ARCHIVED - Tackling Turbulence: NRC Tests May Help Improve Flight Safety
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October 06, 2006— Ottawa, Ontario
|NRC CT-133 research aircraft used for studying commercial aircraft wakes|
New instrumentation installed and tested on NRC's CT-133 aircraft will enable researchers to gather the most detailed data yet on turbulence behind en route commercial aircraft. Once analyzed, this information is expected to result in a better understanding of aircraft turbulence and could improve flight safety.
NRC's CT-133 aircraft equipped with its new air data acquisition system performed successfully in six trial instrumentation development and calibration flights in May. Using the aircraft staff at the NRC Institute for Aerospace Research carried out a subsequent wake vortex flight behind three commercial aircraft (an A310, A319, and Boeing 767-300) en route over the St. Lawrence Seaway. Wake vortex is the turbulence formed behind an aircraft.
The new system collects data at 600 Hz (600 samples of air data and inertial data per second). The abovementioned flights demonstrated that NRC's CT-133, possibly the first atmospheric research aircraft to gather air data at such a high rate, is an effective platform for collecting detailed information on wake vortex flow fields.
Turbulence is an ongoing concern for people involved in air travel and air transportation safety. Although most wake vortex encounters occur during takeoff and landing, a few have occurred with the aircraft in the en route configuration. Every aircraft generates a pair of trailing wake vortices which undergo instability for a substantial length of time and distance. If another aircraft travels through these wake instabilities it could experience substantial aerodynamic loading and flight path upsets — turbulence severe enough to knock passengers or flight attendants off their feet and possibly cause injuries as well as aircraft structural overload.
To gain a better understanding of the flow mechanisms that can cause such upsets, the NRC Institute for Aerospace Research initiated an earlier pilot study in 2004. During that study, four flights were conducted using the NRC Falcon 20 research aircraft to fly behind another aircraft cruising at altitudes of 7.3 – 11.9 kilometres (24,000 – 39,000 feet) with 1.6 – 48.3 horizontal kilometres (1 – 30 miles) separating the two aircraft.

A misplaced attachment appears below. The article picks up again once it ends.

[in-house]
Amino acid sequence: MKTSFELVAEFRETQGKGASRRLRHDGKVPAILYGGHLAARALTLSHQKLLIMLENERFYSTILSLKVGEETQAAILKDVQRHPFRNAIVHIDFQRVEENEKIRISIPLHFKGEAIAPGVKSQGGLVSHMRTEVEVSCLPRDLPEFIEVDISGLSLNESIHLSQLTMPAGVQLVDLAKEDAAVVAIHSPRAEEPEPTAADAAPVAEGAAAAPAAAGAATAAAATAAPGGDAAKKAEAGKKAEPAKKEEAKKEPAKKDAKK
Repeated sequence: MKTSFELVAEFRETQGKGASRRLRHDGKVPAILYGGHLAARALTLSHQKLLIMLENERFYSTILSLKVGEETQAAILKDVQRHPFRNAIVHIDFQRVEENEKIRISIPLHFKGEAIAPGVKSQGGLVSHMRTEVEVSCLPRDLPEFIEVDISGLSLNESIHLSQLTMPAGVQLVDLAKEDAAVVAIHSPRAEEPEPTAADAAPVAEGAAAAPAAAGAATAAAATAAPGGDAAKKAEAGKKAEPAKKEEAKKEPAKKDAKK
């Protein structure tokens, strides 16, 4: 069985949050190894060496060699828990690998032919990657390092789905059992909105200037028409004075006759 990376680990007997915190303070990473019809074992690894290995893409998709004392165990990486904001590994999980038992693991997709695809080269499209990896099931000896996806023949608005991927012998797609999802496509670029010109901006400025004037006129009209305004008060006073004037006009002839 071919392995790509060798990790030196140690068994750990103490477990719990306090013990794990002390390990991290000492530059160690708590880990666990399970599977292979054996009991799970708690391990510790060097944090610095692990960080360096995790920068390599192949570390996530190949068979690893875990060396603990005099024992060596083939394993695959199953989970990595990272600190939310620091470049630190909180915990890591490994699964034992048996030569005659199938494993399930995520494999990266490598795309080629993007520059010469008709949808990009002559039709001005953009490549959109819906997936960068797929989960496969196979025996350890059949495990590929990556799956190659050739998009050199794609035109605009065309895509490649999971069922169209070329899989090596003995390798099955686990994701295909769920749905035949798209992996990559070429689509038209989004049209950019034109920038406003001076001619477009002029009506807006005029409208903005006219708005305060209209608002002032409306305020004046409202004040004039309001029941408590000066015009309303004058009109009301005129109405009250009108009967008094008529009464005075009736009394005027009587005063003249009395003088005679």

During those flights, the Falcon experienced aerodynamic g-loading, flight path upsets and an engine flameout, when it became entrained by the trailing vortices. These problems occurred at wake lengths of 12.9 – 20.9 kilometres (8 – 13 miles), well within permissible distance separations for aircraft, and were large enough to knock anyone standing within the aircraft off their feet. The results led to a decision to continue research with the NRC CT-133, a more rugged aircraft.
Since then, NRC installed inertial and air data acquisition systems on the CT-133, carried out software development on the air data system, and flew several airworthiness and air data gathering test flights. These were followed up in late May 2006 with a single flight in the wake vortex environment behind commercial aircraft flying between Quebec City and Toronto.
|Condensation outlining B767-300 trailing vortex cores|
Anthony Brown, an NRC aerospace research officer and test pilot, said, "We gathered data at 600 Hz, which is 600 samples per second. To our knowledge, this is the first atmospheric research aircraft to do so at that high a rate. It gave us an immediate impression of the wake vortex flow field that we just didn't observe when we gathered data at 32 Hz using the Falcon".
He noted, "We showed events happening over time periods of a couple hundredths of a second, with rise or fall times of one hundredth of a second. As a result, we feel that this is a good platform to obtain detailed information on wake vortex flow fields."
"We compared the CT-133 and the Falcon's data on a Boeing 767 wake vortex encounter, and we were able to compare CT-133 data between an A310 and a Boeing 767. The data shows very high-speed events which may be associated with flying through characteristic funnel vortices within the vortex cores," Brown added.
The next step is to refine the air data gathering system and obtain additional wake vortex flow field data through further flights. "Our goal is to obtain data on the flow phenomena to clarify the risk and highlight the desirability, or the need, to develop wake vortex turbulence warning instrumentation that can be installed on aircraft," Brown stated.
The National Research Council Institute for Aerospace Research is Canada's national aerospace laboratory, undertaking and promoting research and development in support of the Canadian aerospace community in matters affecting the design, manufacture, performance, use and safety of aerospace vehicles.
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National Research Council of Canada
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